Twitter put a label on it that said, “Get the facts about mail-in ballots,” and linked to news articles about Trump’s unsubstantiated claim. It’s the first time Twitter has put that label on a Trump tweet.
For years, Twitter allowed world leaders to tweet pretty much anything unchecked. Earlier this month, the social network put new rules in place to “limit the spread of potentially harmful and misleading content.”
Overwhelmed in her job and underwhelming in her performance
Tuesday was an awful day for White House press secretary Kayleigh McEnany. It was just the latest in a series of awful days. Her tone-deaf and irresponsible responses to questions about President Trump’s tweets suggesting Scarborough might have murdered a former staffer show not only incompetence but arrogance on McEnany’s part.
And it was another example of how she appears simply overmatched in her role as White House press secretary. Check out my column on Poynter.org about McEnany and how this moment and job seem too big for her.
‘Fox & Friends’ drops the ball
One controversy that McEnany has been involved in is a comment she made during a press conference last week when asked about what authority President Trump had to reopen churches. McEnany said at one point that it was “interesting to be in a room that desperately wants to seem to see these churches and houses of worship stay closed.”
Reuters’ White House reporter Jeff Mason angrily pushed back, saying he went to church and was “dying to go back to church.” Fox News’ Chris Wallace slammed McEnany’s comments, saying it was unlike anything he has ever seen before from the White House briefing room. So, during an appearance on Tuesday’s “Fox & Friends,” McEnany was asked about it.
Co-host Brian Kilmeade asked McEnany, “Were you questioning the religious beliefs of the press?”
She said, “No, I never questioned the religious beliefs of the press. Many of our journalists are great men and women of faith.”
She added that he found it peculiar that the media was asking so much about churches and that “I’ve never been asked why a liquor store was essential.”
But that’s not what McEnany said in the press conference. It would have been nice if Kilmeade did his job and followed up, but that didn’t happen. The “Fox & Friends” crew simply moved on to the next topic.
Bash and Biden
CNN’s Dana Bash had an up-and-down exclusive interview Tuesday with presumptive Democratic presidential nominee Joe Biden. She was strong at times, and less so at other times.
She addressed the issue that many wanted to hear: Biden’s “you ain’t black” comments made last week in an interview with Charlamagne tha God.
“First of all, it was a mistake,” Biden said. “And I was smiling when he asked me the question. I shouldn’t have been such a wiseguy. He was being a wiseguy and I responded. I shouldn’t have done that. It was a mistake. I have never taken the African American community for granted.”
Bash could have raised an eyebrow and questioned Biden’s remark about Charlamagne tha God being a “wiseguy.” She also asked a question that seemed to not only let Biden off the hook, but slam Trump.
“You did make an effort to clean up that comment pretty quickly,” Bash said. “It still got a lot of attention. President Trump says offensive things, he never apologizes for it. Is there a double standard here, and if so is there a lesson for you in how to compete with him?”
While Bash’s intent about Biden’s tactics against Trump might have been a worthy topic to explore, her execution came off as pro-Biden, as did this question: “Well, you know I’m sure you’ve seen some Democrats have said, Mr. Vice President, stop apologizing. You’re going to say dumb things. Don’t apologize because that’s not the world we’re living in.”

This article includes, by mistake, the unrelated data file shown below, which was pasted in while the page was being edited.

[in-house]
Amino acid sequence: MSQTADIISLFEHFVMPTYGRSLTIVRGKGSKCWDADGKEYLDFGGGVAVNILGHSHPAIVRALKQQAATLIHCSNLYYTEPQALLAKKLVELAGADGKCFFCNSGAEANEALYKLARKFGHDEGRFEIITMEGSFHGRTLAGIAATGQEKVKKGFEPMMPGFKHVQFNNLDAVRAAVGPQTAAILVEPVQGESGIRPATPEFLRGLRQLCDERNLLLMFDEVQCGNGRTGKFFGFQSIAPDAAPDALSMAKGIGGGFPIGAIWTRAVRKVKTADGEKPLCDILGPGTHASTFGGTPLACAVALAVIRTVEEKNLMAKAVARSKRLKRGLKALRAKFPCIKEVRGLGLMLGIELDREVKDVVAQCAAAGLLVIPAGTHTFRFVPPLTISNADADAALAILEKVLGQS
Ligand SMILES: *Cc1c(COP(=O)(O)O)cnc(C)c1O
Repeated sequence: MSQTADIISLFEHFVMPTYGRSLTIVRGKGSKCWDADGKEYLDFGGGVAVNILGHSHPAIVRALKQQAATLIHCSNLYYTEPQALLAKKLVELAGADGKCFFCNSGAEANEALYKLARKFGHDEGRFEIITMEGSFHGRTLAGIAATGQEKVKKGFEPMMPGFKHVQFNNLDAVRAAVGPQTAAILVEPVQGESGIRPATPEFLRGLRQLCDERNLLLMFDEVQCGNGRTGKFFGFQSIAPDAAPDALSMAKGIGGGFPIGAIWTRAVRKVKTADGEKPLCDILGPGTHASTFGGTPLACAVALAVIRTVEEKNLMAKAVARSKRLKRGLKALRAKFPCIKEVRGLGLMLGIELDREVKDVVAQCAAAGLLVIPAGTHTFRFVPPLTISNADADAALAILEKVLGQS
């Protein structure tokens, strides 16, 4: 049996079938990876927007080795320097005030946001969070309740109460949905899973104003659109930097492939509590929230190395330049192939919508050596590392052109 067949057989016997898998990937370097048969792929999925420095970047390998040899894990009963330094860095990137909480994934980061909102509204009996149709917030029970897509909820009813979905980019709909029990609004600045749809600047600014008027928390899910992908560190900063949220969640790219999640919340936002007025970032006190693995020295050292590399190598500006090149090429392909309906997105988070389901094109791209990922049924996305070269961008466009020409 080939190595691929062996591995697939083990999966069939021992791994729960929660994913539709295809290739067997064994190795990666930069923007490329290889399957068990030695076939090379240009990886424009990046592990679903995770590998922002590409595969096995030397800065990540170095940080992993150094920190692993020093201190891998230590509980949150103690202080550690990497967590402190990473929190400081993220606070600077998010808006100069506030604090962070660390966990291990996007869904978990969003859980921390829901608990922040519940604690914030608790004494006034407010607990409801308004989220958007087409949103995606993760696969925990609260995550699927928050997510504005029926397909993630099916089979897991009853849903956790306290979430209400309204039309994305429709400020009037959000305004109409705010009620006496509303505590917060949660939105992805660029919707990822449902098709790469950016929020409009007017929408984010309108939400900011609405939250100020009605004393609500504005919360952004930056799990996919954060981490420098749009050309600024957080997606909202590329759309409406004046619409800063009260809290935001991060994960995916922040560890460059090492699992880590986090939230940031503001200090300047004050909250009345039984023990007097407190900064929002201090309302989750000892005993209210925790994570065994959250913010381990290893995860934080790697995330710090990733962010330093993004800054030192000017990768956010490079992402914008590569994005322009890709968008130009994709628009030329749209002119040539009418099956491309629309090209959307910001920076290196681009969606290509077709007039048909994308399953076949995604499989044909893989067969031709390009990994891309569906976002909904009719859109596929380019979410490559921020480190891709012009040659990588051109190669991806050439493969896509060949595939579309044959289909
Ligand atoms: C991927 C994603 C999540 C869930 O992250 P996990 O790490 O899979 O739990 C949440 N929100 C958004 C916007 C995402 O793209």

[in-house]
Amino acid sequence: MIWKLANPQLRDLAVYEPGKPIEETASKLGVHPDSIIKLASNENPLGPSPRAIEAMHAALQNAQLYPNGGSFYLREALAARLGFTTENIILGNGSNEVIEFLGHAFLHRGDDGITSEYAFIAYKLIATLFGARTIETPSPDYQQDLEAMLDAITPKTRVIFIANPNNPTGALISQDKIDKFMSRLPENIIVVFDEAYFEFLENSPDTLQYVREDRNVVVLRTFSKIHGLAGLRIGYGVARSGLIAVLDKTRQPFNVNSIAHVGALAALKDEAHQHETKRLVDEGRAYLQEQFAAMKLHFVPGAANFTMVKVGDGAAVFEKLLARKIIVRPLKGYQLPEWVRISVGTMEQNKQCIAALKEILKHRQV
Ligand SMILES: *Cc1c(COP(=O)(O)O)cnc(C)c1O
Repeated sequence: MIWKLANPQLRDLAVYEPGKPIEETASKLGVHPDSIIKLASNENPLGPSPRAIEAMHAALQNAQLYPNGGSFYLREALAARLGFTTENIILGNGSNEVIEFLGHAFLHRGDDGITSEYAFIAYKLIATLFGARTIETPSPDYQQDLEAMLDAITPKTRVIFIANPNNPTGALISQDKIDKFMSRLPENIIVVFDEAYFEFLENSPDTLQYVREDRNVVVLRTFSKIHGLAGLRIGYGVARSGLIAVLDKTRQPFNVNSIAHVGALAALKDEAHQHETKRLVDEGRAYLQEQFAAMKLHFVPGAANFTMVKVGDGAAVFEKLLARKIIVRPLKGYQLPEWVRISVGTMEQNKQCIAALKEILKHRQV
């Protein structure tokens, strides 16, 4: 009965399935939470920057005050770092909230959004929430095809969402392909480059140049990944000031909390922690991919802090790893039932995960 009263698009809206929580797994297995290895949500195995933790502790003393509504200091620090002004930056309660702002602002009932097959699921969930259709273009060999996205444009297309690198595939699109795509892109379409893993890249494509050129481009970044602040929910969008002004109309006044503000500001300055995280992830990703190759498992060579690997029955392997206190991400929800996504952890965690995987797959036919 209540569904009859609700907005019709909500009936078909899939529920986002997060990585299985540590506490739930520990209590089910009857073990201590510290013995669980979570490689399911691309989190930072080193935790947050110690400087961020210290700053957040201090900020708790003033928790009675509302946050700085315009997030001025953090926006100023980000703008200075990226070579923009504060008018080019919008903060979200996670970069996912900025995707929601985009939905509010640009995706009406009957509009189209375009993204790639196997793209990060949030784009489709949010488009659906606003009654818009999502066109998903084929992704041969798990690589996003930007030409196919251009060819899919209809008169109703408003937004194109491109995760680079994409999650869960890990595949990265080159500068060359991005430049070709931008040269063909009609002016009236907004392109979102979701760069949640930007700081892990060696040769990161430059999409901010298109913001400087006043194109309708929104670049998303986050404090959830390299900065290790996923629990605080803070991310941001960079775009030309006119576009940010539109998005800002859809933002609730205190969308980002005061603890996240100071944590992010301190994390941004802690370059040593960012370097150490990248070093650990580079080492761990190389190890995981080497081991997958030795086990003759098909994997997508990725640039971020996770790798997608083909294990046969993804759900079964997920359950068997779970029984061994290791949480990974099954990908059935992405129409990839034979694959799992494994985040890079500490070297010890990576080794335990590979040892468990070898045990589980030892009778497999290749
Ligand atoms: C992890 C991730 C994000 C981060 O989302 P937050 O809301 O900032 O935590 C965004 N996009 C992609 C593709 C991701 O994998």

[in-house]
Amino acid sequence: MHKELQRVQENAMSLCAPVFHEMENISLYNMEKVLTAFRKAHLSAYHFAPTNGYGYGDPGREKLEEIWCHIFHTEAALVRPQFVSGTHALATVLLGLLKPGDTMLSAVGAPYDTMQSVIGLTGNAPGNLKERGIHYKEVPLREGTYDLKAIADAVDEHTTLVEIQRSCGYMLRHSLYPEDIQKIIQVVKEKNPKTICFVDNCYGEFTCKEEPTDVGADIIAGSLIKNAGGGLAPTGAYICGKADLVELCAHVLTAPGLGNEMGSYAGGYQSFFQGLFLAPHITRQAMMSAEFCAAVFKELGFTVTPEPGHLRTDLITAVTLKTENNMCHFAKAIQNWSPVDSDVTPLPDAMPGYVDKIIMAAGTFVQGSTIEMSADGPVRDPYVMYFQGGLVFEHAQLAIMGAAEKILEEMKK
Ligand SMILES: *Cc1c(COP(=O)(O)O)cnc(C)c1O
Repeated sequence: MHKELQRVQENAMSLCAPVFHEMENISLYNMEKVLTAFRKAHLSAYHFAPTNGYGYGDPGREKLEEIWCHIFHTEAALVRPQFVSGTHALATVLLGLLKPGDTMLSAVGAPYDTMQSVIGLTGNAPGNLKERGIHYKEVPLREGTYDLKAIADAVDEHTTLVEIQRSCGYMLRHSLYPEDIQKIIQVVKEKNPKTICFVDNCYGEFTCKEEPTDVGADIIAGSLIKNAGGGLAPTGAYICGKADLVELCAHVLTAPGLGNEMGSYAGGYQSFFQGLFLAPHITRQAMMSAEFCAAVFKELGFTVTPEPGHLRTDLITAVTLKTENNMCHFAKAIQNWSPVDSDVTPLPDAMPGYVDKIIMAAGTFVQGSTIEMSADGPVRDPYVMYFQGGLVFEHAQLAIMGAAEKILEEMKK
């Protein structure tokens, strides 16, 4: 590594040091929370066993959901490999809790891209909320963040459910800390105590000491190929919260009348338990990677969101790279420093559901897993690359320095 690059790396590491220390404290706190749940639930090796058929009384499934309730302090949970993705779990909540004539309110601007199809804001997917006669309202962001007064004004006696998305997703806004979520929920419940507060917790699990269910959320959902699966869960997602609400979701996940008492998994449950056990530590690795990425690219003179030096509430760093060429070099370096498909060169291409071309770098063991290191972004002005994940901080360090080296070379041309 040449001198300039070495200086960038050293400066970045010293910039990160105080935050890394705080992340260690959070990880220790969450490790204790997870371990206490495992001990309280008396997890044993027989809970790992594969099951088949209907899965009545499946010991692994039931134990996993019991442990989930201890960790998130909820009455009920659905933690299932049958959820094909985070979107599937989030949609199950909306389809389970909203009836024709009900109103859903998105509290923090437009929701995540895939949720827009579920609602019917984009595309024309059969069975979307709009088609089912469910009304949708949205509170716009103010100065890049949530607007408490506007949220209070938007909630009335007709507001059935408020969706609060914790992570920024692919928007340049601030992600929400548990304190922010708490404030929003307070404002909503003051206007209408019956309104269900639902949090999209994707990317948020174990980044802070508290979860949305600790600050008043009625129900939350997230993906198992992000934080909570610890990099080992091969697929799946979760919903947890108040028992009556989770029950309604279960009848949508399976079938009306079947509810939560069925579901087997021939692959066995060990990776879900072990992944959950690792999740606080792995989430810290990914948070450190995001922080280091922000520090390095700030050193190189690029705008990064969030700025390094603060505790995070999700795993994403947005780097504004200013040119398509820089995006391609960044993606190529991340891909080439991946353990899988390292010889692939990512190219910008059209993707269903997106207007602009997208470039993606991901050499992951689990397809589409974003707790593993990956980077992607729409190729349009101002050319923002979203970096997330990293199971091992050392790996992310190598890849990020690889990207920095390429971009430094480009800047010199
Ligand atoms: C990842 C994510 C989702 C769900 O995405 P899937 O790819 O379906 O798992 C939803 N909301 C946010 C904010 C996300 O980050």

She had solid moments, too, but those questions were not among them.
This was Biden’s first in-person interview since the coronavirus lockdown. He and Bash sat on a bench more than six feet apart.
- The WNBA’s Sue Bird, soccer’s Megan Rapinoe and NFL quarterback Russell Wilson will host this year’s ESPY Awards, ESPN’s annual made-for-TV event honoring the top plays, moments and athletes in sports. They also raise awareness and funds for the V Foundation for Cancer Research. Typically held the day after baseball’s All-Star Game, this year’s show will be a virtual event because of the coronavirus. It will be aired on June 21 at 9 p.m. Eastern.
- There’s a space launch today. Elon Musk’s SpaceX will attempt to launch two NASA astronauts to the International Space Station in a mission called Demo-2. All the networks will break into special coverage. Lester Holt will anchor an NBC News Special Report starting at 4:25 p.m. Eastern. He will be joined by Tom Costello from the Kennedy Space Center, Kerry Sanders from Florida and Al Roker from New York. Nicolle Wallace will anchor MSNBC’s coverage with retired NASA astronauts Peggy Whitson and Clayton Anderson. Over on Fox News, Neil Cavuto will anchor special coverage with analysis from Apollo 17 astronaut Harrison Schmitt and Tracy Cernan, daughter of late astronaut Gene Cernan, the last man on the moon. There also will be additional analysis from Tom Jones — not me, the veteran NASA astronaut. Fox News’ Phil Keating will be at Cape Canaveral and Kristin Fisher, the daughter of two astronauts, will offer commentary, too.
- If you like actor Steve Buscemi, you’ll love this outstanding profile by GQ’s Gabriella Paiella.
- The (Minneapolis) Star Tribune editorial board with an editorial about a black man who died while in police custody.
- HBO Max goes live today. What is it? The Ringer’s Alison Herman explains.
- This is a few days old, but well worth your time. New York Magazine art critic Jerry Saltz with “On Eating and Coping Mechanisms, Childhood and Self-Control, Criticism, Love, Cancer and Pandemics.”
Have feedback or a tip? Email Poynter senior media writer Tom Jones at email@example.com.
More resources for journalists
- Poynter’s International Fact-Checking Network has $1 million in grant funding available. Applications are now open.
- Sign up to receive our new Coronavirus Facts newsletter — PolitiFact and MediaWise
- On Poynt Live training: May 28 at 2 p.m. Eastern — Getting Practical About Conflict — Poynter
- Student Journalists on the Front Lines of Coronavirus Coping: May 27 at 12 p.m. Eastern — Media Education Lab (at the University of Rhode Island)